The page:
That development of another trusted offspeed pitch to complement his curveball -- particularly against left-handed hitters -- helped Berríos earn a spot on the AL All-Star roster for the second straight season. He trailed only Gerrit Cole, Lance Lynn, Justin Verlander, Charlie Morton, Shane Bieber and Lucas Giolito in WAR among AL starters.
Berríos didn't quite accomplish his final preseason goal of becoming a 20-game winner, but he moved the goalposts late in the season, hoping instead to reach the 200-inning mark for the first time in his career. With nine strikeouts in six strong innings at Kauffman Stadium on Sept. 27, he reached that milestone and roared in triumph as he strode off the mound with 200 1/3 innings to his name.
"Thank God for the opportunity to reach that goal," Berríos said following that start. "That's one of the goals I wrote. I like to write my goals before the season starts, and that's one of the ones I had last year."
What went wrong?
Berríos lowered his season ERA to 2.80 after dominating the Marlins to the tune of two hits and 11 strikeouts in seven shutout innings on July 31, but as the calendar turned to August, "La Makina" hit a snag.
In his next outing, he snapped a streak of 12 straight starts of allowing three or fewer earned runs when he let up nine runs against the Braves, which began a six-start skid during which he posted an 8.07 ERA. As part of that stretch, he allowed five runs in a start to the lowly Tigers and six runs to the Red Sox as his fastball velocity briefly dipped and he lost his command.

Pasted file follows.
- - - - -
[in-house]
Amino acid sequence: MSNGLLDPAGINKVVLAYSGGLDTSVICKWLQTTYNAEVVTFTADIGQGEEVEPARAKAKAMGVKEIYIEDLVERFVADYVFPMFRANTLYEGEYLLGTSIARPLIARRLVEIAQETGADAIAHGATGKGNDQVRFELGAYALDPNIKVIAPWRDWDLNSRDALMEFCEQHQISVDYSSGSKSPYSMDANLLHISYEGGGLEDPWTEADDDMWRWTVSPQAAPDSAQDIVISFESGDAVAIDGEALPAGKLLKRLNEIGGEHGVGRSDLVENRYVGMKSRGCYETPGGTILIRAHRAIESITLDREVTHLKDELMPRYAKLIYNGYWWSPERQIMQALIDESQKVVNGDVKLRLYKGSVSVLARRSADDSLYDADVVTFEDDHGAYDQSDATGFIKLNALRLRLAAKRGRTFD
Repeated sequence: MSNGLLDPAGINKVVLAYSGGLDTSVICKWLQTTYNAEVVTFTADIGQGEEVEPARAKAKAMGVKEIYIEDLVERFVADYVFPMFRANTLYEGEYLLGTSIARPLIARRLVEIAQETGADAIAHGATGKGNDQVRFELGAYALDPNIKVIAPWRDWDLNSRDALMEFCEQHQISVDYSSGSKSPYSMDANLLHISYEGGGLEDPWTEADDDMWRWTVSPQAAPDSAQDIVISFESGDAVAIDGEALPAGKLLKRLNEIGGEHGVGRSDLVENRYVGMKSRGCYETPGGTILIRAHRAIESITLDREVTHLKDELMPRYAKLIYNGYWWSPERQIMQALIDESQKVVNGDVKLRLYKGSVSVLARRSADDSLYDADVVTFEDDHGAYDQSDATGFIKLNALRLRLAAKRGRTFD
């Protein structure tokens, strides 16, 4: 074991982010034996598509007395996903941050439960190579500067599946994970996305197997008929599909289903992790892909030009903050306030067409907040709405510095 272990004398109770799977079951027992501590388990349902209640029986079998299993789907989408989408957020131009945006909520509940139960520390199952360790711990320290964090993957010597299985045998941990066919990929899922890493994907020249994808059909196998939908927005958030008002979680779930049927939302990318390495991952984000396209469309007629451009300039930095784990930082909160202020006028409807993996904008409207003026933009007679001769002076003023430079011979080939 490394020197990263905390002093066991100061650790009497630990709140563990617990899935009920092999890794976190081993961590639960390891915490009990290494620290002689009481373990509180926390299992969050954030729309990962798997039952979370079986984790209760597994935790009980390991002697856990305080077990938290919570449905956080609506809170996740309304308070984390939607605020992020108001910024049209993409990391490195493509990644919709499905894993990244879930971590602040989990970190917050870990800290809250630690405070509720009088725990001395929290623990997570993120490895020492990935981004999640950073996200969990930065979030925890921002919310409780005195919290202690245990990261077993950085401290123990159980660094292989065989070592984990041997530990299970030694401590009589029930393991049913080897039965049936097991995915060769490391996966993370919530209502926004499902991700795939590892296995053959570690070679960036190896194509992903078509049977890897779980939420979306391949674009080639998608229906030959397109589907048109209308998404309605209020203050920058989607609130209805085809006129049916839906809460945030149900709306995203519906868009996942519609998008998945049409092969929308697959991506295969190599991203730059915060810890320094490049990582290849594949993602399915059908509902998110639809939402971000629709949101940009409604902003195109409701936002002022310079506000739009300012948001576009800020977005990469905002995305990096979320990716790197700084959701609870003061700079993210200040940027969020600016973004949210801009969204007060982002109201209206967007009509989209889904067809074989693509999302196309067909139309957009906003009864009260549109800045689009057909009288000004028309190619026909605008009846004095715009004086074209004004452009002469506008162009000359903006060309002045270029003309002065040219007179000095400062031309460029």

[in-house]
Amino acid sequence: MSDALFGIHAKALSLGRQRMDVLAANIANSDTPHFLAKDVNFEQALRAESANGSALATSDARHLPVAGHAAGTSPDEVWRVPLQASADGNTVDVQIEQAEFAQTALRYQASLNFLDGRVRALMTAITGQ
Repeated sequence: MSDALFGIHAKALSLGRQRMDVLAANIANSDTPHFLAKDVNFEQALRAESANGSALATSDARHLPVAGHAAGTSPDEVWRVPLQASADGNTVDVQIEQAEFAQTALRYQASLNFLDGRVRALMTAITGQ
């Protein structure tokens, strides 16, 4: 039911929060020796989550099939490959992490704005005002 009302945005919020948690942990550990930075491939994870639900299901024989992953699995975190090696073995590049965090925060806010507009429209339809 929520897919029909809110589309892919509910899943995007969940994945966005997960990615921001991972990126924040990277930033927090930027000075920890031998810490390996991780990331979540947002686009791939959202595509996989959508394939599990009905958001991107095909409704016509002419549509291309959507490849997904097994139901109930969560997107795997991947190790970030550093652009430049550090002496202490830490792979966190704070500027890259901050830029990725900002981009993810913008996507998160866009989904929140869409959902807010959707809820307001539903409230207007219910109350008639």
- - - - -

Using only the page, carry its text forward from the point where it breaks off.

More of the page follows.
The culprit, Berríos felt, was that he was opening up with his front shoulder in his delivery too quickly and not staying back on his heel, throwing his mechanics out of whack. Even after he identified the issue and began making the necessary mechanical adjustments, it took him several starts before he once again fully returned to form in a Sept. 10 start against the Nationals.
"I mean, everyone’s season is going to go up and down in some way," Baldelli said in September. "That’s going to happen. When you're an All-Star and you've done that multiple times and you're a young guy and you're doing tremendous things on the field, if you're not doing a great job the entire time, people always end up asking questions and things like that. That's a heavy burden to carry all the time."